We are equally unimpressed with defendants' argument that the declaration was a mere convenience. While U.S. Customs Form 6059-B (signed by the defendants) states on its face that a person may make an oral declaration if foreign purchases were less than $100, every passenger is, nevertheless, asked to sign the declaration not only as a duty form but also for the purpose of identifying the incoming passenger. Customs uses the form as a first line defense to keep contraband and narcotics from entering the United States by identifying suspected or wanted individuals. Since it is impossible to thoroughly search everyone, Customs maintains a wanted list and utilizes a computer system to identify possible suspects. In this case, the computer gave a negative response when the fictitious names of the defendants were fed into it.


The defendants next contend that their conduct, however willful, that is, done deliberately and with knowledge, was not material and, since materiality is an essential element of the offense charged, Rolland v. United States, 5 Cir. 1953, 200 F.2d 678, they could not be found guilty. They argue that but for the marihuana found in their luggage it was probable that their true names, had they been known by Customs, would not have been put through the computer. We are unwilling to decide the case on this conjectural possibility. The fact is that the computer was used after the true names of the defendants were learned from interrogation, following the discovery of marihuana, and a "hit" was made on Parten's name. The fact that on this basis alone the defendants could not have been arrested on the spot is of little importance. What may further have been developed by Customs with such knowledge evidences the materiality of the falsifications of defendants' names submitted to Customs.

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The defendants raise in this Court for the first time a challenge to the validity of the indictments on the ground they fail to allege facts showing in what manner defendants' actions were material to Customs in enforcing the laws of the United States. Suffice it to say that the indictments are sufficient to place the defendants on notice of the charges which they must defend and to plead jeopardy after their conviction should they again be charged with the same or similar offense. See United States v. Bearden, 5 Cir. 1970, 423 F.2d 805, cert. denied 400 U.S. 836, 91 S.Ct. 73, 27 L.Ed.2d 68; James v. United States, 5 Cir. 1939, 416 F.2d 467, cert. denied 397 U.S. 907, 90 S.Ct. 902, 25 L. Ed.2d 87.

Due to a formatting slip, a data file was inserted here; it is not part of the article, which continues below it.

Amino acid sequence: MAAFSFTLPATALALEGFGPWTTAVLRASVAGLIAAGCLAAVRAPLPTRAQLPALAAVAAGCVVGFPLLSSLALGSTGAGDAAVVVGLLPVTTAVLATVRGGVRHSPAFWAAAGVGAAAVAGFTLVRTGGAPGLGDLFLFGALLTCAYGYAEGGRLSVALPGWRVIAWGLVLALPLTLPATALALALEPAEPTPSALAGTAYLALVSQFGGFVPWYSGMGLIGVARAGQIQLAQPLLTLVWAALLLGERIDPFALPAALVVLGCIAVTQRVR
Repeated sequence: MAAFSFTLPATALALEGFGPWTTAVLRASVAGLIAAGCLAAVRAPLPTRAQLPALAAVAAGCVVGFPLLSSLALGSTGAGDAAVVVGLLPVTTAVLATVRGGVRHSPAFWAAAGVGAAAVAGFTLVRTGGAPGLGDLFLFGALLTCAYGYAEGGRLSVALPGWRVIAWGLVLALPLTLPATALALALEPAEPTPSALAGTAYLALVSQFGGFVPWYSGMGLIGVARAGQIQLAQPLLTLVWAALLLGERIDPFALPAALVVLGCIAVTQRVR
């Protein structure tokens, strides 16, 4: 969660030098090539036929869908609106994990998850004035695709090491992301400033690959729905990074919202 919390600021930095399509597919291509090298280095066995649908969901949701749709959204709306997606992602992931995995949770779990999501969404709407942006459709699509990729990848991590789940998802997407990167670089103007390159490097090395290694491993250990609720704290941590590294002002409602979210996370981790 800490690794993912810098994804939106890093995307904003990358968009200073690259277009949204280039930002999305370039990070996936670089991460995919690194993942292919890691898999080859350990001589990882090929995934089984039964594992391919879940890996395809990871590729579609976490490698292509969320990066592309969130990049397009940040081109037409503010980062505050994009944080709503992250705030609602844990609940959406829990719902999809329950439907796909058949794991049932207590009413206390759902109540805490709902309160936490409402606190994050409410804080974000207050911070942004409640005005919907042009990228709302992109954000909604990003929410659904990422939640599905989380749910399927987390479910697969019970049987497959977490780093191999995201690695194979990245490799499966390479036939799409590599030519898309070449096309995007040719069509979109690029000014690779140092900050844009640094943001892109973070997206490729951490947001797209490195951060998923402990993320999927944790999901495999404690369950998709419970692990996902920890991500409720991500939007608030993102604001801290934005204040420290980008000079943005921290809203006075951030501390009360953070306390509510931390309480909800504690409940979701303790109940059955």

Finally, it is asserted that it was error for the district court to admit evidence of a prior conviction of both defendants for the possession of 135 pounds of marihuana. Pointing out that "willful," in the statute under which they were prosecuted, means no more than that the forbidden act must be done deliberately and with knowledge but does not require evil intent, McBride v. United States, 5 Cir. 1955, 225 F.2d 249, defendants argue that the convictions could not be introduced as bearing on their intent or motives. We disagree. The prior conviction clearly was admissible to prove the defendants' motive in presenting the false identity and to prove that it was done deliberately and with knowledge. United States v. Dryden, 5 Cir. 1970, 423 F.2d 1175.


The other issues raised by the defendants are devoid of merit.







The Petition for Rehearing is denied and no member of this panel nor Judge in regular active service on the Court having requested that the Court be polled on rehearing en banc, (Rule 35 Federal Rules of Appellate Procedure; Local Fifth Circuit Rule 12) the Petition for Rehearing En Banc is denied.


Rule 18, 5 Cir.; See Isbell Enterprises, Inc. v. Citizens Casualty Co. of New York et al., 5 Cir. 1970, 431 F.2d 409, Part I